For the second consecutive year, a Georgia Tech student and their advisor have been awarded a Howard Hughes Medical Institute (HHMI) Gilliam Fellowship for Advanced Study. Autumn Peterson, a Ph.D. student in biology, will receive $53,000 per year for up to three years for dissertation research. Peterson’s advisor, William Ratcliff, will participate in activities that address challenges to diversity and inclusion at the graduate level.
“Receiving the HHMI Gilliam award will allow me to conduct innovative research while building leadership and mentorship skills–all attributes that are necessary to become a better scientist,” said Peterson. “Ultimately, this will help me prepare for a career in academia as a professor.”
HHMI awards student-advisor pairs based on the student’s potential for scientific leadership and the advisor’s commitment to a culture of inclusion in academia.
“Through my academic journey at Virginia Tech, University of Kansas, and Georgia Tech, I have had wonderful mentors and colleagues, but I have had few Black faculty role models,” said Peterson. “It wasn’t until I worked with Brian Atkinson, an African American professor at the University of Kansas, that I even considered becoming a professor. That research experience put me on a path that led directly to Tech and underscored my commitment to outreach broadening participation in science. I am looking forward to being a part of the HHMI community and fostering leadership and mentorship skills that will help me succeed in my career in academia so I can be a role model for future generations of students.”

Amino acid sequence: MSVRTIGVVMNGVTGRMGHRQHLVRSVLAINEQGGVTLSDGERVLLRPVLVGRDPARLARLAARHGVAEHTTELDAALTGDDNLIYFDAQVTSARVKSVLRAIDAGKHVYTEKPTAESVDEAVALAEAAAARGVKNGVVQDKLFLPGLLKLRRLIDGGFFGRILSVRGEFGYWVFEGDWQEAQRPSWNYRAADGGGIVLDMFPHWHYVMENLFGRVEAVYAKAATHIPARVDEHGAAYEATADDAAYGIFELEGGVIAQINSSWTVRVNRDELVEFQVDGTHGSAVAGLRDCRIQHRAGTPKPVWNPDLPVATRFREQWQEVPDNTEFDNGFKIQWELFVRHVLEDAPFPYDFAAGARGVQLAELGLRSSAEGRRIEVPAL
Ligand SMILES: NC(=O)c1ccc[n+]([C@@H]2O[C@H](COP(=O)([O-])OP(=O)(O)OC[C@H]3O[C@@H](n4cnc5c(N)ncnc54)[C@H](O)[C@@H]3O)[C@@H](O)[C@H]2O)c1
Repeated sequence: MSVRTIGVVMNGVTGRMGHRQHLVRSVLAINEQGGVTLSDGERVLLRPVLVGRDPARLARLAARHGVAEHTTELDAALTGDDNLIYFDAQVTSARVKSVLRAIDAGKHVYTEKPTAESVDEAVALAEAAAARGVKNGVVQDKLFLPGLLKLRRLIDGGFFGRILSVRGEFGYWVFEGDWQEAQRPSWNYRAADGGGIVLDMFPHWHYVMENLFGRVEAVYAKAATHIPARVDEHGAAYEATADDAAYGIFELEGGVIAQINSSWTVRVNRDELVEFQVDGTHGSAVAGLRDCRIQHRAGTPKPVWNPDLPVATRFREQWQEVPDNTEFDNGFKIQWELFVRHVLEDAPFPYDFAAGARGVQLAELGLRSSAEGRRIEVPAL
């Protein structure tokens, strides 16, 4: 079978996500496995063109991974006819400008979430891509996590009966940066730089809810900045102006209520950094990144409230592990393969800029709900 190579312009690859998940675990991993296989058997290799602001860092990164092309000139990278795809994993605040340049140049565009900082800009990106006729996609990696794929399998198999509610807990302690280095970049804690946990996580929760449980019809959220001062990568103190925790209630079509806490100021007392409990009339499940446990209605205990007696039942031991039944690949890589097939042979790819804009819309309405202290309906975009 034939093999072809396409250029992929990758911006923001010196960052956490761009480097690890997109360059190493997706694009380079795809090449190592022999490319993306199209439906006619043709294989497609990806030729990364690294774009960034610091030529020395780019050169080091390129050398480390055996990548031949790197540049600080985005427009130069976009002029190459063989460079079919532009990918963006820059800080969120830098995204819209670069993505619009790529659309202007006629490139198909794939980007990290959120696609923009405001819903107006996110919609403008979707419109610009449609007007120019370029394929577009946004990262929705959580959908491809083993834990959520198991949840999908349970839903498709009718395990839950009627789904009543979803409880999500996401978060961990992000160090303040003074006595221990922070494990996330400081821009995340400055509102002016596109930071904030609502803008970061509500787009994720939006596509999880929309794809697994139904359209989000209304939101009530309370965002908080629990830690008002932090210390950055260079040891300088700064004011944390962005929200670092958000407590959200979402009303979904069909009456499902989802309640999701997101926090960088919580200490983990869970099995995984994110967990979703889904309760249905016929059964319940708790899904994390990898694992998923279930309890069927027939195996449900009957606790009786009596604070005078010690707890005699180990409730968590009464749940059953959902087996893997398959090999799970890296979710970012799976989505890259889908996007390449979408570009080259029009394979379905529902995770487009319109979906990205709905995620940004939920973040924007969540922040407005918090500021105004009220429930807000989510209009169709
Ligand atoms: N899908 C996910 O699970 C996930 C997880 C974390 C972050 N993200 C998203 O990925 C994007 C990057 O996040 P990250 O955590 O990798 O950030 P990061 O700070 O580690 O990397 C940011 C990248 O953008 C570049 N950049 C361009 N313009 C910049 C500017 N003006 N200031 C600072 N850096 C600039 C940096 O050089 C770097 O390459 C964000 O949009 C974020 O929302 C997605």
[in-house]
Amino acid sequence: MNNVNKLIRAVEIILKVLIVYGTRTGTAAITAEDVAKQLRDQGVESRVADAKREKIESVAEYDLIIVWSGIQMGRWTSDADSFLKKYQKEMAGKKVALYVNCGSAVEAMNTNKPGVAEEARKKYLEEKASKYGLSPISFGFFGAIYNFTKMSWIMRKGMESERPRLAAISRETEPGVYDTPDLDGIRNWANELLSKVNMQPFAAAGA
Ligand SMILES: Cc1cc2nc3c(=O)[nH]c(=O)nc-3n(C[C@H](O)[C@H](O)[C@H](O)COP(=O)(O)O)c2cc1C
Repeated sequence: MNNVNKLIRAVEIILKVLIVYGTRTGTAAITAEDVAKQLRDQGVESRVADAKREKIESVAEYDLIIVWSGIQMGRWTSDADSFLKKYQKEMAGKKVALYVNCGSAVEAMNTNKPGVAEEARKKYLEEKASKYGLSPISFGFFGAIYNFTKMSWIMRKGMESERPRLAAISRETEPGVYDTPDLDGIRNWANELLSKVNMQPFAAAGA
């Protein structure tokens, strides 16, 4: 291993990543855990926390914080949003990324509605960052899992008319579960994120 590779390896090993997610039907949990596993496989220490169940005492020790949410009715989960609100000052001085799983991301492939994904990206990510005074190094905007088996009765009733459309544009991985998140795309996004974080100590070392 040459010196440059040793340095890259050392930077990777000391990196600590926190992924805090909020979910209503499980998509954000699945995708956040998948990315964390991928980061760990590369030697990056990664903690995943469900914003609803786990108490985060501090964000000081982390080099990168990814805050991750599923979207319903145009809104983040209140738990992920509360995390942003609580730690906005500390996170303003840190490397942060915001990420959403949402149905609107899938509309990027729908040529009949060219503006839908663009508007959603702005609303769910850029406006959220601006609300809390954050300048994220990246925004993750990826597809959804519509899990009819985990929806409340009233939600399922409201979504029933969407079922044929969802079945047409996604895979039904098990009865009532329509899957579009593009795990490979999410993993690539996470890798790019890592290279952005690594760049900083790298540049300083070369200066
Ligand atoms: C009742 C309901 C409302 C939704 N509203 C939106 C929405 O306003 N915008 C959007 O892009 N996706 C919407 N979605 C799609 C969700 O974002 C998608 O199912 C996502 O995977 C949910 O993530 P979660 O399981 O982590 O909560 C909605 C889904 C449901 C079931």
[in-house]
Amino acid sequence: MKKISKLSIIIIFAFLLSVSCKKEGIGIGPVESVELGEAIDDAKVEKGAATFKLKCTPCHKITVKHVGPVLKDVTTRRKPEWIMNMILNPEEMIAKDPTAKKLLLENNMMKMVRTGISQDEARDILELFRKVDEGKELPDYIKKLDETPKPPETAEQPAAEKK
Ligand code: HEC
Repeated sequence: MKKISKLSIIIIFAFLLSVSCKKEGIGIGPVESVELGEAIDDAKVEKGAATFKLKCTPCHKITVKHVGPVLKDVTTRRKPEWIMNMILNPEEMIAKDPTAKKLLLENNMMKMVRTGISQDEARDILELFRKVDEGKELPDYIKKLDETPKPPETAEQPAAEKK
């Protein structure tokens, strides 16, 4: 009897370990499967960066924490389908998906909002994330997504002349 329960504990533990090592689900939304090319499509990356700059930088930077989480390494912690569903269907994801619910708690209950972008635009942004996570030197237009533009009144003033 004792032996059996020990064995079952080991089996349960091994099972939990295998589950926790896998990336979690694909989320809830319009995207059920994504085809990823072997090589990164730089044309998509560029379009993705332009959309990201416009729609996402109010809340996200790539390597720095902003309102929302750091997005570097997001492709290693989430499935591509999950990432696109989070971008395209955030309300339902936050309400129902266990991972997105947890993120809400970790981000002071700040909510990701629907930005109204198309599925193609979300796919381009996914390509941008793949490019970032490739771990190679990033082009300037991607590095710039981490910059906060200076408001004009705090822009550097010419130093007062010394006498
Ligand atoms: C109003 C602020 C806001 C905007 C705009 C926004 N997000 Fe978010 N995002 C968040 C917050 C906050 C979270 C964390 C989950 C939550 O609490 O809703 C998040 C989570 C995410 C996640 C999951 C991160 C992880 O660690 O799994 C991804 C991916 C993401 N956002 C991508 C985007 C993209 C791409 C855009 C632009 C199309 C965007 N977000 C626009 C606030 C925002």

The program awards grants to dissertation advisors and encourages the grantee institution and the advisor to facilitate institutional changes to create environments that advance diversity and inclusion.
“As an advisor, I’m delighted to see Autumn’s work and leadership recognized this way,” said Ratcliff, an associate professor in the School of Biological Sciences and co-director of the Interdisciplinary Ph.D. in Quantitative Biosciences at Georgia Tech. “This fellowship is also a huge opportunity for us to do cool science, become better scientists and mentors, and work to improve diversity and inclusion at Georgia Tech. I cannot wait to get to know the broader community of Gilliam Fellows and mentors.”
As part of the Gilliam Award, the advisor will also complete a year-long culturally responsive mentorship skills development course.
“This fellowship provides key resources and professional opportunities that I think can make me a better advisor and can support our work on behalf of trainees from underrepresented groups at Georgia Tech more broadly,” said Ratcliff.
Fellows are required to participate in the Gilliam Annual Meeting, Gilliam Leadership Training course, and one HHMI Science Meeting per year in the second and third years of the fellowship award where there will be Gilliam-specific discussion sessions.
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